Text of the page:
1. The Weeping Goldsmith: Discoveries in the Land of Myanmar, by W. John Kress. The subtitle sounds so intriguing and then you discover its about the search for rare plants. But it turns out to be even better than you thought at first. It's a wonderful introduction to Myanmar, the idea of a scientific quest, and some aspects of botany. The photographs are beautiful too. I very much like books which serve up surprising combinations, as this one does.
2. Umberto Eco, The Infinity of Lists. The color plates are beautiful and favor artworks with large numbers of massed individuals. The book itself is mostly excerpts of classic texts and it doesn't have much insight into…lists.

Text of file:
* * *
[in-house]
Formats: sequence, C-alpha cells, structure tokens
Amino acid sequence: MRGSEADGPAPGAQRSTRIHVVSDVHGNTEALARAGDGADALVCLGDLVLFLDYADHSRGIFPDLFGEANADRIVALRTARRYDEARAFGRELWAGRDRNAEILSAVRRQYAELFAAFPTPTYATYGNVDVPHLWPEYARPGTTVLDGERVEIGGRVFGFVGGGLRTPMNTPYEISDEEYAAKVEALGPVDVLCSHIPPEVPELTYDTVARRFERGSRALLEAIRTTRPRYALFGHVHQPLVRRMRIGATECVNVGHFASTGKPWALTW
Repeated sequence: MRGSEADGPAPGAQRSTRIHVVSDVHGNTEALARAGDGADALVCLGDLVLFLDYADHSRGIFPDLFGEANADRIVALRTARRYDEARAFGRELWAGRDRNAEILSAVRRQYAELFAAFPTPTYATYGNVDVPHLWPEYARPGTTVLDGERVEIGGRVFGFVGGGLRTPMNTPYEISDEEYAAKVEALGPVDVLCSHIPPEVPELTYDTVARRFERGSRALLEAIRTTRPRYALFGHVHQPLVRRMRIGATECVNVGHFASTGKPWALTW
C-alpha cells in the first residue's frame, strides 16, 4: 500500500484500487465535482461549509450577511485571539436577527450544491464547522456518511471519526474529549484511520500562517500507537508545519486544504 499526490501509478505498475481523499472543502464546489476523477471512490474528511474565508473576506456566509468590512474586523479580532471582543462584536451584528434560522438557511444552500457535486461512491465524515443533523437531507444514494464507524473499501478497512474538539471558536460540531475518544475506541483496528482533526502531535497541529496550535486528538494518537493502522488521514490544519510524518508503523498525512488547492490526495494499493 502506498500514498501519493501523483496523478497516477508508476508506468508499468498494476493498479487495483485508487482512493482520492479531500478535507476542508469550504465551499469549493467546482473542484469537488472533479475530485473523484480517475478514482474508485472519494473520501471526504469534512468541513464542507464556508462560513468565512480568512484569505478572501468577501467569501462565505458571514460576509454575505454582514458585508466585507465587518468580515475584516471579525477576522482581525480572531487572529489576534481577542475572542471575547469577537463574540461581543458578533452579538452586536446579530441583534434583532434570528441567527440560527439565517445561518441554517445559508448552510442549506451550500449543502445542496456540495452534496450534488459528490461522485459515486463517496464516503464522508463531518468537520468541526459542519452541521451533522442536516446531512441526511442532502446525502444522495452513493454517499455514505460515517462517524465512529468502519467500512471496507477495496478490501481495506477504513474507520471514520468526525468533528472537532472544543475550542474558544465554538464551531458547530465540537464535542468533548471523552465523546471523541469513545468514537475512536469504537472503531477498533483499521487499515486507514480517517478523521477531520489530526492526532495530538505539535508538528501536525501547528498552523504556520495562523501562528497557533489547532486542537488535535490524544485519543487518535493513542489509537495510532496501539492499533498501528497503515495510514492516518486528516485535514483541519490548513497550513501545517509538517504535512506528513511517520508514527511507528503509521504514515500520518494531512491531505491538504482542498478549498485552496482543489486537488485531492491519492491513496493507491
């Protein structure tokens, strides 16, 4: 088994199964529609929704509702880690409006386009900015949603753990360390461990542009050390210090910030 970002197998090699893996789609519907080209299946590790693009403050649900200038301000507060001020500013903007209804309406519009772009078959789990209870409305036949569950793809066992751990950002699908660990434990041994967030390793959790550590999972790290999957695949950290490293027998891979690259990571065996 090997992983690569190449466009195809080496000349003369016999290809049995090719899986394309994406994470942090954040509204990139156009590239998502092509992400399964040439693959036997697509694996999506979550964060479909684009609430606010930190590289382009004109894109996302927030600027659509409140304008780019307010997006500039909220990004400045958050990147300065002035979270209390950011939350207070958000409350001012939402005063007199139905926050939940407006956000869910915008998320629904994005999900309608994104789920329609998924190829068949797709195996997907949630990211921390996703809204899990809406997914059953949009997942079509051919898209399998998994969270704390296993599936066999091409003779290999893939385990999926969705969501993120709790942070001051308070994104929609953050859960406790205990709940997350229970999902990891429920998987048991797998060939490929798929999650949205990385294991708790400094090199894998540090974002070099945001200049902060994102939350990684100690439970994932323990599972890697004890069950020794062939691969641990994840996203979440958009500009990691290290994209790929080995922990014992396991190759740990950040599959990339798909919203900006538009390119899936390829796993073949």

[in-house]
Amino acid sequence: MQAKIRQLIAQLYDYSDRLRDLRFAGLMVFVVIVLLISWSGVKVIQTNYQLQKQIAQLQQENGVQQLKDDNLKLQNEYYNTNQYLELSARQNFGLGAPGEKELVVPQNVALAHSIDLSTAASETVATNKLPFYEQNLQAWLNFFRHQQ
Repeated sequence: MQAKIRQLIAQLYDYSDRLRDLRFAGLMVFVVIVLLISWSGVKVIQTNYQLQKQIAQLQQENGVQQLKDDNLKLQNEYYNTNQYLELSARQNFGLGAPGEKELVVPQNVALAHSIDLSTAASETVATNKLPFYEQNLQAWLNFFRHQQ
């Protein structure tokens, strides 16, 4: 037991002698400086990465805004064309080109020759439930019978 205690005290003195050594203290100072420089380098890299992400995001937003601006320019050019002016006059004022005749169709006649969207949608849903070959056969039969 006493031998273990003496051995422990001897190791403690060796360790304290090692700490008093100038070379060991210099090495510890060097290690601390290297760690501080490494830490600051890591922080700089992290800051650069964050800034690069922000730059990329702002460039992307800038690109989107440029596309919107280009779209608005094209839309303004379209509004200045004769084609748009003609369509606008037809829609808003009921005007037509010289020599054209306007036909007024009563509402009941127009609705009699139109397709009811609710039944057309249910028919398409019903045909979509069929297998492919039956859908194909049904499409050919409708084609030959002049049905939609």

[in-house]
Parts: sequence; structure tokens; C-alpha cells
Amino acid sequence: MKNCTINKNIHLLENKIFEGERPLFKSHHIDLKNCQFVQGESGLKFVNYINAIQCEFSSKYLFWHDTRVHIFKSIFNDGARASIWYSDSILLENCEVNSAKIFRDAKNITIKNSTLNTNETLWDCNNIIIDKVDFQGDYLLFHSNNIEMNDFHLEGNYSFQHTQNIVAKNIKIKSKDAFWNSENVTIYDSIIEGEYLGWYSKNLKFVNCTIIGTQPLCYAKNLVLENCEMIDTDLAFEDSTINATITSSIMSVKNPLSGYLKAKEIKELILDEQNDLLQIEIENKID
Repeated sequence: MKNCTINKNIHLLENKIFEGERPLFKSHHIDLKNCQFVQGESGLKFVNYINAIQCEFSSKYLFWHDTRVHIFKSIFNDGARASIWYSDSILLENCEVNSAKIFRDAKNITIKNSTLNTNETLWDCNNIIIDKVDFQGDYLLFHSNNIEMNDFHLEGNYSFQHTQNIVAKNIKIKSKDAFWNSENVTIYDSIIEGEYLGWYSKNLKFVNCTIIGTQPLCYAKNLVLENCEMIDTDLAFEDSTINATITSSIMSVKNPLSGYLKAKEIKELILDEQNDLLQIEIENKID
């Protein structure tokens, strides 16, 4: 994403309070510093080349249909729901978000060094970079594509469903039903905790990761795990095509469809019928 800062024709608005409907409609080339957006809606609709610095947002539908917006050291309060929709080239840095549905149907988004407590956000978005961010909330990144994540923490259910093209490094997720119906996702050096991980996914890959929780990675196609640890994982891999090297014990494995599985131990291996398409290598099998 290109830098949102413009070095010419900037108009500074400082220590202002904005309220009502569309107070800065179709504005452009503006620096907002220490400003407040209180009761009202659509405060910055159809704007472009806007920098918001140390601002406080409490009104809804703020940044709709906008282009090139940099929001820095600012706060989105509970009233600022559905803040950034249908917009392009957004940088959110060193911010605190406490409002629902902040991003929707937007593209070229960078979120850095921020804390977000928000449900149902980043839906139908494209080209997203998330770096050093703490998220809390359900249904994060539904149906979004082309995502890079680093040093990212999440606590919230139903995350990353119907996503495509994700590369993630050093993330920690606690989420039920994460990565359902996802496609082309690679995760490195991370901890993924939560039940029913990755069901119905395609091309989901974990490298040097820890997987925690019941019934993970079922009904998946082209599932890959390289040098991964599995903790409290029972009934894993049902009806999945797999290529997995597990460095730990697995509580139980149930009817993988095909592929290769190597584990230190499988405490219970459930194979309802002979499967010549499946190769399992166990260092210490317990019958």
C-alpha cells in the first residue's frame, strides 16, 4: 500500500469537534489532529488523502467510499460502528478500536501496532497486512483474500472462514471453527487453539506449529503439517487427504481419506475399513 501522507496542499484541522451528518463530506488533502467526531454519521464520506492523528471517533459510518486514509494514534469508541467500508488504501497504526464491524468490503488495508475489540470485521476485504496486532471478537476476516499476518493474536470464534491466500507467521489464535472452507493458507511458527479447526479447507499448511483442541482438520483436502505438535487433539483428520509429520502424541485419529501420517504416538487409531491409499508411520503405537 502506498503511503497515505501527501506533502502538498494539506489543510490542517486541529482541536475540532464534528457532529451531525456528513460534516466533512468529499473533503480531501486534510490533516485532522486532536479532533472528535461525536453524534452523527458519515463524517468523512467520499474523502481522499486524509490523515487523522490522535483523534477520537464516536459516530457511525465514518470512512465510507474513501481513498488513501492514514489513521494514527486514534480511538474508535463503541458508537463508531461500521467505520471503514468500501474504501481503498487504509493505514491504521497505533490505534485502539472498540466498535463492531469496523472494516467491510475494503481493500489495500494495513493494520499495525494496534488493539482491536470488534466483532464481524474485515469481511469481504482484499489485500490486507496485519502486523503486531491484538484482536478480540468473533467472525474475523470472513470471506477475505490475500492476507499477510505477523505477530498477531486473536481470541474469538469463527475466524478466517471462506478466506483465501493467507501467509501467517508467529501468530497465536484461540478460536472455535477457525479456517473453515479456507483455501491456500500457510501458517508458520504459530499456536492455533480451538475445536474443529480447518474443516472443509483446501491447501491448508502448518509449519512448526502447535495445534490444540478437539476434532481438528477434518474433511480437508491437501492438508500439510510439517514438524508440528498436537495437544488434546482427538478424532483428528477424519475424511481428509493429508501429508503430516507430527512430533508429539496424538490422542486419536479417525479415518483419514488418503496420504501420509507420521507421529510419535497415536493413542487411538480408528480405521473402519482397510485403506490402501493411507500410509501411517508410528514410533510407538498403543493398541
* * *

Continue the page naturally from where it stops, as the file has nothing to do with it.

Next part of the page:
3. Gridlock: Why We're Stuck in Traffic and What To Do About It, by Randall O'Toole. This Cato book is mostly an attack on transportation planning, including a critique of high-speed rail subsidies.
5. No Such Thing as Silence: John Cage's 4'33", by Kyle Gann. There are over twenty-four recordings of this piece and skeptics can consider that an attempt at competitive rent exhaustion. Yet probably none of those have come close to David Tudor's presentation of the work at its premiere.